If you can feel the earthquake when driving, it is serious. Pull off the road, stop and stay in the car.

AS SOON AS YOU CAN

Put out all domestic fires and heaters

Turn off at mains electricity, gas, home heating oil and water if you suspect that house has been damaged.

Leave the house if a fire starts that you cannot put out at once.

Leave the house if you detect a gas leak after turning it off at the mains.

Open all doors and windows.

Save water in tanks and cisterns. Fill your emergency containers.

Leave the fridge shut as much as possible if power has failed.

Free dogs and cats.

Follow your Civil Defence
checklist - back cover.

Listen to the radio for information and advice.

Disconnect all electrical appliances and move all valuable personal and household goods, food, and clothing out of reach of water if you are warned or if you suspect that flood waters may reach the house.

Prevent dangerous pollution - move weedkillers and insecticides out of reach of the water.

Turn off electricity, home

heating oil and gas if you have to leave the house.

Lock all outside doors and windows if you have to leave the house.

Do NOT enter floodwater on foot or in a car if it can be avoided. Never wander around a flood area on your own.

Follow your Civil Defence
checklist - back cover.

TSUNAMI (Commonly called Tidal Waves)

If you are in low lying areas near to the sea or estuary:

Listen to the radio for information and advice.

Act as for floods.

Move to high ground or 500 metres inland if tsunami warning is given.

Keep away from streams flowing into the sea.

Never go down to the beach. If you see a wave it will be too late to escape it.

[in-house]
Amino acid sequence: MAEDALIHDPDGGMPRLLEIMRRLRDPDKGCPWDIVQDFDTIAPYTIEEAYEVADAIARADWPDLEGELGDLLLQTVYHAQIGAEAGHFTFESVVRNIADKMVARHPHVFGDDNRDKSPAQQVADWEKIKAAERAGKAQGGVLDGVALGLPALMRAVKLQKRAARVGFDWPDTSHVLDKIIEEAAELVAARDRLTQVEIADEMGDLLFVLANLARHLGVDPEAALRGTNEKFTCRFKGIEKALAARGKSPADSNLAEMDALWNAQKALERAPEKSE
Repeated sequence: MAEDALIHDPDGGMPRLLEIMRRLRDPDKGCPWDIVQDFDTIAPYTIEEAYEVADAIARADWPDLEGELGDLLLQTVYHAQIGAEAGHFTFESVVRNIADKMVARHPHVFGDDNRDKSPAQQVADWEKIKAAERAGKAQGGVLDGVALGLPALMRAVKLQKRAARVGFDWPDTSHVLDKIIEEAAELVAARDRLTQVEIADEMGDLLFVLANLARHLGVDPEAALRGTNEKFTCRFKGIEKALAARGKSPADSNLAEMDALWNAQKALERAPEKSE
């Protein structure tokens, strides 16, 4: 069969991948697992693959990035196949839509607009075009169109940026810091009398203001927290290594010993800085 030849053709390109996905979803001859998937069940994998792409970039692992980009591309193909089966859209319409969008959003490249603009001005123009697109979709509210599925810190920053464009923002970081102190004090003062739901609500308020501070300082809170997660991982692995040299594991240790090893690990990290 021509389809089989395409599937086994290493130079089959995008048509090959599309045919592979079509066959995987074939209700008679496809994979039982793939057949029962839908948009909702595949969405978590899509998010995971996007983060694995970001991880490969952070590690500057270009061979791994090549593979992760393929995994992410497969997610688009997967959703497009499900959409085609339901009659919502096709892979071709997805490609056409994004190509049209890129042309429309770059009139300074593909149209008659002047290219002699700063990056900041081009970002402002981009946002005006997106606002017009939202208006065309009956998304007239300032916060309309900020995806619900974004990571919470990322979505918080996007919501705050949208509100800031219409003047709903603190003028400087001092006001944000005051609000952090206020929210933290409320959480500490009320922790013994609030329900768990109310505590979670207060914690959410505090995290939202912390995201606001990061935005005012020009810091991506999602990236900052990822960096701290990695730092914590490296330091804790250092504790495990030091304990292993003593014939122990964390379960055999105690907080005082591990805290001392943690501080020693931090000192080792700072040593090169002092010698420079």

Follow your Civil Defence checklist
- back cover.

Listen to the radio for information and advice. Allow considerable margin for safety. Storm may change direction, speed or intensity within a few hours.

Preparation - If storm force winds or severe gales are forecast for your area:

Store or secure loose boards, corrugated iron, rubbish tins or anything else that could become a missile.

Tape up large picture windows.

Follow your Civil Defence checklist
- back cover.

When the Storm Hits

Stay indoors and shelter in strongest part of the house.

Listen to the radio and follow instructions.

Open windows on sheltered side of house if roof begins to lift.

Find shelter if in the open

VOLCANIC ACTIVITY

Listen to the radio for information and advice

Find shelter but NOT in a building with a low pitched roof if heavy ash is falling. Avoid basements or confined spaces where gases may accumulate.

Move to a ridgeline if you are in the open. Keep well above the shoreline of large lakes.

Wear substantial covering over your head and body if you have to move in an ash shower. Breathe through a handkerchief, carry a torch even if it is daytime and move as quickly as you can away from the eruption.

Follow your Civil Defence
checklist - back cover.

KNOW WHAT YOU HAVE TO DO BEFORE YOU HAVE TO DO IT

P. D. HASSELBERG. GOVERNMENT PRINTER. WELLINGTON. NEW ZEALAND-1981